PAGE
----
Although each school or style of qigong has a theoretical system of its own, their basic theories have many things in common, since broadly speaking they all stem from the same culture. An understanding of the basic theories is of much help in revealing the connotations of qigong and guiding the practice of qigong exercises
1. The concept of synthetic unity.
Viewing the universe and the human being as an organic whole with each of its parts interrelated to one another is an important earmark of classical Chinese philosophical thinking.
The long history of human evolution has been one in which man constantly seeks to know nature and remold himself. In his persistent effort to unravel his relations with nature, he has the idea that “nature and man form an organic whole,” a concept that was to serve as the core of the theoretical basis of Chinese qigong. this idea has the following implications:
(a) Man was born of nature and forms an organic whole with nature.
As man absorbs the quintessence of qi existing in nature, he grows and develops. To quote the from Yellow Emperor’s Internal Classics, a great medical work of ancient China. “The qi pooled together by Heaven and Earth gives birth to man.” Qi is the medium which connects man with all thing in the universe. One of the purposes of qigong exercises is to strengthen this connection so as to make man better adapted to nature. as human life is affected by the diverse changes taking place in nature, qigong exercises must conform to the laws governing these changes.
(b) As part of nature, the human body receives information from it.
In the course of its development, the human body steadily improves it structure and function and has developed within itself a system that corresponds to the universe. This system is called the “mini universe in the human body.” Thus in this system the head is said to correspond to heaven, the abdomen to earth, the heart to fire, the liver to wood, the kidneys to water and so on.
Such relationships between different parts of the body and different things in the universe must be taken into account by a qigong practitioner of a more advanced class in order to improve his fitness effectively.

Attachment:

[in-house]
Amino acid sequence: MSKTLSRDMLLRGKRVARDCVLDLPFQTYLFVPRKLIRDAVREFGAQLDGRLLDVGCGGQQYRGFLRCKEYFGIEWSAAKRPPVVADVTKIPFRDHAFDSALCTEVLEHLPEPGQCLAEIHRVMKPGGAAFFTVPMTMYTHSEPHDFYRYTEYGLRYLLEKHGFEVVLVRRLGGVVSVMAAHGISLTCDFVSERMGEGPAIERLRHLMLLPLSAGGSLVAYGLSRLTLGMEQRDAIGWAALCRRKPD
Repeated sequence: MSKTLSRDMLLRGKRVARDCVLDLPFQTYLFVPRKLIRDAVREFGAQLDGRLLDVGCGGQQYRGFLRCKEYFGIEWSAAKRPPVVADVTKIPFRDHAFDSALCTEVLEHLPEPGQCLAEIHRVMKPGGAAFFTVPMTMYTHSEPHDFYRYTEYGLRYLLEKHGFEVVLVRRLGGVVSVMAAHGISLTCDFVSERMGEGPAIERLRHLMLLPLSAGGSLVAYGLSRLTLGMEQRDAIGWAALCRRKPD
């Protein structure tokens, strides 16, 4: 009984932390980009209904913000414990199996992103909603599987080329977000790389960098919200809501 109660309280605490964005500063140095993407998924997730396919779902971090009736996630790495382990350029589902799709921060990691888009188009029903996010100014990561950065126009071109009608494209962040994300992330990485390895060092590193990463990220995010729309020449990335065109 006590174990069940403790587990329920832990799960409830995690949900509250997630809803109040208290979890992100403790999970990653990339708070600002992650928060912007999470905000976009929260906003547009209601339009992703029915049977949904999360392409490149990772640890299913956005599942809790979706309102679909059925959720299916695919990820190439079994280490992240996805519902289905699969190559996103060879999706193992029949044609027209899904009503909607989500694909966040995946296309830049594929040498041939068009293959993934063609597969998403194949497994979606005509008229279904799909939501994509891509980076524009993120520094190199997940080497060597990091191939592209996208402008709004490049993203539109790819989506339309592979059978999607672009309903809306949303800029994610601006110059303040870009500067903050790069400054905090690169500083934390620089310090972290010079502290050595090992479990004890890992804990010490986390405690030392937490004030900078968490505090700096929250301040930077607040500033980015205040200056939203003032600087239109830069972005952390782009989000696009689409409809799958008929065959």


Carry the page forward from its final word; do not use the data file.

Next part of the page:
(c) The human body is an organic whole, with all its parts interrelated.
The various internal organs exists in reciprocal relationships and ailments in that organ may be caused not only by problems existing in that organ, but have something to do with another part of the body. That is why qigong lays stress on regulating itself the overall functions of the body instead of confining its attention to exercising any individual organ or any part of the body.
(d) The part reflects the whole.
By “regulating the overall functions of the body,” we do not mean taking care of all parts of the body indiscriminately. Among the qigong people there is a proverb which says, “Pull one hair and the whole body is affected.” In other words, there are certain key points on the body which have important bearings on its overall functions. On the palm of the hand for instance there are many points which are related to different parts of the body. The concept that “the part reflects the whole” forms the important part of the theory of synthetic unity of qigong.
2. The Theory of Yin and Yang.
This theory is a foundation stone for traditional Chinese medicine and ancient ways of preserving health.
The ancients found that the cosmos was an orderly harmonious systematic universe, and that everything in the universe is a unity of opposites: heaven and earth, movement and stillness, day and night, life and death, and so on and so forth. So they divided all things in the universe into two major categories: yin and yang, which were also regarded as two opposing aspects of everything.
Initially Yin and Yang were looked upon as something concrete as they were supposed to represent different kinds of things. Later, with the development of mans thinking, they became abstract concepts symbolising things with different characteristic features. Thus Yang stands for anything that is superficial, energetic, positive, ascendant, rapid, intense, bright, open, out-reaching, hot, etc, while yin stands for anything that is innate, calm, slow, descendant, dark, contracting, closed, cold etc.